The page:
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Xbox LIVE Community Games (Mini-Reviews)

XBLC: Games from Independent Spirits article

By Robert VerBruggen


Groov | Dev: Barryman | Score: 3.2

Remember a few reviews back, when we called Biology Battle a "shameless Geometry Wars clone?" We take that back: in the race to most closely emulate that groundbreaking shooter, Groov puts Biology Battle to, well, shame. Not only are the controls and basic gameplay identical to GW, but there's also a space background, a brightly colored ship, odd-shaped enemies, and a big rectangle that delineates the end of the universe.

Most of the differences between Groov and Geometry Wars are to the former's detriment. The shooting isn't quite as fast, making it difficult to handle big waves of enemies, and the pizza slice-shaped ship is rather bland compared to GW's endearingly crafted vehicle. There's no screen-clearing weapon, but rather a bomb that slows down time for everything but your ship.

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The only thing saving Groov as a game (and maybe from a lawsuit) is its incorporation of music. The sound effects to your shooting provide the melody line, and various events in the game, such as enemy explosions and even dying, affect the other voices. As the game moves on, and you gain the ability to shoot at new speeds, the music changes to reflect that. Is this feature innovative enough to warrant a download? Probably not, especially considering the mechanic was aped from Everyday Shooter.

XBLC: Games from Independent Spirits article

Head Banger | Dev: Ganksoft Entertainment | Score: 2.4

This is a Guitar Hero knockoff, playable with either a controller or the guitar attachment. The game features four original instrumental songs. They're actually pretty good, and varied: "Metal Head" is an '80s metal shred-fest; "Dark Fuse" takes on a more ominous tone, "SOS" is a sludgy affair, and "Groovy Toon" brings the synth-funk. Further, the graphics are decent, depicting a 3-D world (and a guy rocking out in it) to go along with the standard bars with the notes on them.

The big problem is that the button presses aren't programmed in very well. There's only one difficulty, and too often, you're simply playing along to the beat rather than enunciating the actual rhythms. Worse, sometimes they seem to get ahead or behind, and other times they just feel completely disconnected, as if it would be easier to play the game with the sound off. During the few riffs where the button presses are programmed well, this game works; it feels like you're actually participating in the song. Otherwise, it just feels like you're pressing random buttons because the screen says to, and that's no fun at all.

XBLC: Games from Independent Spirits article

Johnny Platform's Biscuit Romp | Dev: IshiEiketsu
Score: 4.7

So many aspects of this game are comically bad that it's surprising to us how much we loved it. The sound is awful, with a repeating music line and very odd vocal exclamations that serve as effects. The graphics prove equally terrible; they look hand-drawn . . . by a six-year-old.

But, what the game lacks in polish, it more than makes up for in spirit, and in the end, its amateurish presentation comes off as endearing. It's basically an NES platformer: you can move with the joystick, jump and double-jump with the A button, and restart the level with the B button. There are 55 stages total, each taking up only one screen. You have to kill all the enemies to open a portal to the next level, and then get to the portal.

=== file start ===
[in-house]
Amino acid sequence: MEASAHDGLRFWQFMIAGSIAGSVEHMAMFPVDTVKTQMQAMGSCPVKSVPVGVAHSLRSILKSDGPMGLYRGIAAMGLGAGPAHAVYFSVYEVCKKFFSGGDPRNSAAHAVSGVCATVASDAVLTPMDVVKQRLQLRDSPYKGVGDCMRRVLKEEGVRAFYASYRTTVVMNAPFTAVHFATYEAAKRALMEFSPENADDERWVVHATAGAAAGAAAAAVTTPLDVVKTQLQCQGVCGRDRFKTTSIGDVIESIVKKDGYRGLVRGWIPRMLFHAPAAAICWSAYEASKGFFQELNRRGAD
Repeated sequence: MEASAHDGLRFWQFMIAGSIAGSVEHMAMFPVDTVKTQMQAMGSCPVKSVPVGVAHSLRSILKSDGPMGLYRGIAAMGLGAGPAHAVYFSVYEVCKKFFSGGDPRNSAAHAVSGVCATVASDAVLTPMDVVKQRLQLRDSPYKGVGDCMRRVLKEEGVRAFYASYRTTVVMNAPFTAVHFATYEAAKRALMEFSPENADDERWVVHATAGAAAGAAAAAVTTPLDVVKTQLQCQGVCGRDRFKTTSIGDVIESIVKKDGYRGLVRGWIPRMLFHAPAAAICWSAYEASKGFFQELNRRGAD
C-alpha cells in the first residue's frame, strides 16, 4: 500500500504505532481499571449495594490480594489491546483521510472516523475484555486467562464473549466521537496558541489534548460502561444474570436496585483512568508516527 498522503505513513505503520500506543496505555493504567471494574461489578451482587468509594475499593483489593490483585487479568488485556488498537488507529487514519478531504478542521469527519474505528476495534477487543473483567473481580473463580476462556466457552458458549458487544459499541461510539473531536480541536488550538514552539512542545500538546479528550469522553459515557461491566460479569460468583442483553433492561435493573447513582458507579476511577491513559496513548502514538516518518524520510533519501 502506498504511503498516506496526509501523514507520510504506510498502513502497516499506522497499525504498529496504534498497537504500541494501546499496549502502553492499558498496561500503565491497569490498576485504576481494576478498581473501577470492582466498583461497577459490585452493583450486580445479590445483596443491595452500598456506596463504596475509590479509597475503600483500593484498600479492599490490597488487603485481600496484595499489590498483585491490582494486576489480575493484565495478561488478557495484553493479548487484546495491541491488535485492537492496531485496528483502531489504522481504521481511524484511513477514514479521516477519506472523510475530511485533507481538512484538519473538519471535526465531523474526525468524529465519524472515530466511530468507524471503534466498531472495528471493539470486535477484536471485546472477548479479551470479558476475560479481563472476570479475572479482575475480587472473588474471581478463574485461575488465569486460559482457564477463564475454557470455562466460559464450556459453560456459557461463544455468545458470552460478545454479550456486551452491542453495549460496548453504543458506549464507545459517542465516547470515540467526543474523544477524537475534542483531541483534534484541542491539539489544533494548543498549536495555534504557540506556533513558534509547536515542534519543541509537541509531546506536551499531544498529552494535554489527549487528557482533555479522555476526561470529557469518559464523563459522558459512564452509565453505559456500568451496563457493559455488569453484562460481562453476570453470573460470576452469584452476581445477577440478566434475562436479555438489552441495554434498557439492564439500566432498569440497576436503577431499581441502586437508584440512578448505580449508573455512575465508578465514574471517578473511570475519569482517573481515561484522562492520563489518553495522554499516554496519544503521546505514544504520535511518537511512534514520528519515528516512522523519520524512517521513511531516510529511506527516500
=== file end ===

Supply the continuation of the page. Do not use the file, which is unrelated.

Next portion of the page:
The levels are expertly designed. Some emphasize execution; you'll have to kill a bunch of enemies while avoiding fatal obstacles in the game's environment. Others are matters of problem-solving; for example, in one, it initially seems that if you head to the left to kill the single enemy, you won't be able to get back to the right to go through the portal. Still others involve both impeccable timing and elaborate strategy. Movable blocks, cookies that roll, and the fact that on some (but not all) of the levels you can walk to one edge of the screen and come out the other all provide little twists that make each stage a fresh challenge.

Our one gameplay-related complaint is that you can only save once every five stages. When levels that emphasize timing and execution are placed one after the other, this can lead to some very frustrating experiences. That hardly means you should pass up this gem, though.

XBLC: Games from Independent Spirits article

Machiavelli's Ascent | Dev: Naturally Formed Studios
Score: 3.0

It's difficult to say much about this simple high-score title, as it's not so much a game as an advertisement for what the developers are capable of. The graphics look great, and the concept is unique, but it plays more like a free Internet timewaster than a fully realized work.

You start out as a jellyfish at the bottom of the ocean, and press A once to start swimming upward. On the way, you steer left and right (with the trigger buttons) to collect various power-ups, and each thing you collect pushes you higher. (Each thing you collect also makes a plinking noise, creating a somewhat musical effect.) You have no way of propelling yourself.

You need to develop your reflexes and steer your fish to the nearest power-up right away, because if you hesitate in the slightest, you sink back down. The power-ups you passed are gone, and it's game over. Time to hit A again.

The free demo is limited by time, and your high score is capped, but a few plays will be enough for most people. Even in this economy, $2.50 won't exactly break the bank for those who like what they see, though.

XBLC: Games from Independent Spirits article

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